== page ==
Judge tells doctors they can withdraw life-support treatment from former care worker

A judge has told doctors they can stop providing life-support treatment to a brain-damaged woman who had worked as a carer for disabled people.

Mrs Justice Gwynneth Knowles heard that the woman, who is in her 50s, had spent much of the past decade in a specialist unit.

The judge said members of the woman’s family and treating doctors all thought that the woman, who also has a number of physical difficulties, should be allowed to die.

She said she had “considered anxiously” whether there was a factor which might “tip the balance” in favour of prolonging the woman’s life, before approving a plan to implement a palliative care regime.

The judge analysed the case at a hearing in the Court of Protection, where issues relating to people who do not have the mental capacity to make decisions are considered, in London on Monday.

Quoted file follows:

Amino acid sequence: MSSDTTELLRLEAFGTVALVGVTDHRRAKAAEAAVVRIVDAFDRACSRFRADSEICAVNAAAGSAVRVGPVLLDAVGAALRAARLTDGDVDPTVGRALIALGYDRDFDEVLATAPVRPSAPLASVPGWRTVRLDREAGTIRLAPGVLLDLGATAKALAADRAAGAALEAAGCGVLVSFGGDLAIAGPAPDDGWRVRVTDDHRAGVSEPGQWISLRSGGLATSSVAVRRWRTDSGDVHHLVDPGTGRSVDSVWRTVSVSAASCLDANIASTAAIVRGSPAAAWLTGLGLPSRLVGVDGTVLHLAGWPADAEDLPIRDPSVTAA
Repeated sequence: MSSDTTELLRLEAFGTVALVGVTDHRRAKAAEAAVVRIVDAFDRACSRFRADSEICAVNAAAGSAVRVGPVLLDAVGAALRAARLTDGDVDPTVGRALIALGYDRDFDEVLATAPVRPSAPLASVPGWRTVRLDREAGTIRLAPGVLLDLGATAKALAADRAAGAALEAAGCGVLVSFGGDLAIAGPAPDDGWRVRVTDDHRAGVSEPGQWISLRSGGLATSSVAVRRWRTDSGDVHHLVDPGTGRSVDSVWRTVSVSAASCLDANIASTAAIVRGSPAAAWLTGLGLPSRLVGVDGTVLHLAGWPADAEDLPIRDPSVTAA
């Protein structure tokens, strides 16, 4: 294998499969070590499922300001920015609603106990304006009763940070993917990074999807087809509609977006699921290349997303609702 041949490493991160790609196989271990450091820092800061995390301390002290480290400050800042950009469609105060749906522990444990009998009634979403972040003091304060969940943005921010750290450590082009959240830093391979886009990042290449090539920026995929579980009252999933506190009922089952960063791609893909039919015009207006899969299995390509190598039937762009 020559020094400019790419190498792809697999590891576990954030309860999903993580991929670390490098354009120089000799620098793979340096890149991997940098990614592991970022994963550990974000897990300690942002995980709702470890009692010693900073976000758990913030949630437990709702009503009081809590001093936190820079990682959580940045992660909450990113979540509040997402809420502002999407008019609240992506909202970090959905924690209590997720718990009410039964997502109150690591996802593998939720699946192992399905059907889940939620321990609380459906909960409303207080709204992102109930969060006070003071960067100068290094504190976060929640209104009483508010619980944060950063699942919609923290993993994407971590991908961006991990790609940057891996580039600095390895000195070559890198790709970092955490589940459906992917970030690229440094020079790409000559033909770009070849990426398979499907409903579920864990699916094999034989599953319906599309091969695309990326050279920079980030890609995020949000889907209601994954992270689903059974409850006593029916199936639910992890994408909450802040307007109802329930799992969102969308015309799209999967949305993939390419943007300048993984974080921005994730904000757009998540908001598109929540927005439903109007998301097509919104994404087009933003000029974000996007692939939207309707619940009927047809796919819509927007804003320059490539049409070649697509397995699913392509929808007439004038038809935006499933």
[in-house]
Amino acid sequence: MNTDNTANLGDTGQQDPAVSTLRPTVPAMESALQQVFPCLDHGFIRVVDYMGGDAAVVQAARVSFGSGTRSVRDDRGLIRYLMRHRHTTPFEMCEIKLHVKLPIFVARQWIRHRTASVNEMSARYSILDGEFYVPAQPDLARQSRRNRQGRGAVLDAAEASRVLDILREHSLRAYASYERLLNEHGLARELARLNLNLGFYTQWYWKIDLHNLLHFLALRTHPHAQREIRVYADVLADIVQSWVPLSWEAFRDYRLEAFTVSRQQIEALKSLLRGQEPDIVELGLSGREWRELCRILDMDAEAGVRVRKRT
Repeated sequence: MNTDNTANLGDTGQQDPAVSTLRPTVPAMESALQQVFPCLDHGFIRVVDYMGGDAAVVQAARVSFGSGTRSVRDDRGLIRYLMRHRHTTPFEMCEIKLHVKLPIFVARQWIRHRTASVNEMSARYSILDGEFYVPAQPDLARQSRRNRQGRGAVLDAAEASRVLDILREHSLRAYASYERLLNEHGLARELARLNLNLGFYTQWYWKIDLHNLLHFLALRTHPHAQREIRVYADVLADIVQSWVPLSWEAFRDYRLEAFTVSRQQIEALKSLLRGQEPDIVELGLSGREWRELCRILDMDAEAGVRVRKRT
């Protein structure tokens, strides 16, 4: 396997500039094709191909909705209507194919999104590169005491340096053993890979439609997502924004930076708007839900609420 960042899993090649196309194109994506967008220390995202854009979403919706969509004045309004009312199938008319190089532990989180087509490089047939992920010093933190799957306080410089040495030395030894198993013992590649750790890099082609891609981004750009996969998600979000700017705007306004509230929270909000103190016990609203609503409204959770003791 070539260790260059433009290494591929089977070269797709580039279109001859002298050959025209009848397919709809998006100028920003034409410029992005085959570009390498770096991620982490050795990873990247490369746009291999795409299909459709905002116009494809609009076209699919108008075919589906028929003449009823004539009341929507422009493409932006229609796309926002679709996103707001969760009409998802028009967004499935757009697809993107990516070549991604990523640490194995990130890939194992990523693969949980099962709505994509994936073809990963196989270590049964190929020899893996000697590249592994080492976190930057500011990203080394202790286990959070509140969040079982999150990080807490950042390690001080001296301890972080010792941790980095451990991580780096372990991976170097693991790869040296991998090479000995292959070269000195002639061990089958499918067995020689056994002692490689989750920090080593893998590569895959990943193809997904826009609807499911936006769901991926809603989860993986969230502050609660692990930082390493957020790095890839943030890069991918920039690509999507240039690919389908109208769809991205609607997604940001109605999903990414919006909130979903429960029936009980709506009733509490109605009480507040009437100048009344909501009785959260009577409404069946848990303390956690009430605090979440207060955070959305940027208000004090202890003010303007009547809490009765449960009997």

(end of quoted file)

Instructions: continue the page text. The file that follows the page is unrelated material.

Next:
She said the woman could not be identified.

The woman’s sister, who lives in Ireland and had instructed lawyers on her behalf, had argued that treatment and feeding by artificial means should end.

Bosses at Northampton General Hospital NHS Trust have responsibility for the woman’s care and had initially asked a Court of Protection judge for a ruling on future treatment.

A barrister representing the trust said the case raised some complex issues.

Bridget Dolan QC said the woman was at times “alert and awake” and at times “lucid”.

She said one specialist had initially not been sure that feeding by artificial means should stop.

Mrs Justice Knowles also heard that the woman sometimes smiled at care staff and enjoyed listening to music.

The judge said the woman had suffered a brain injury in 2008.

She said the woman suffered from a range of physical problems, including diabetes, depression, communication difficulties, and required help with every aspect of her personal care.

Doctors said her health problems would deteriorate.

The woman pulled out feeding tubes, which had to be re-inserted under general anaesthetic, and sometimes had to be restrained by care staff.

She had also said, when working as a carer for the disabled, that she would never “want to be like that”.

Mrs Justice Knowles said she was satisfied, after analysing evidence, that the plan agreed by everyone involved was right.

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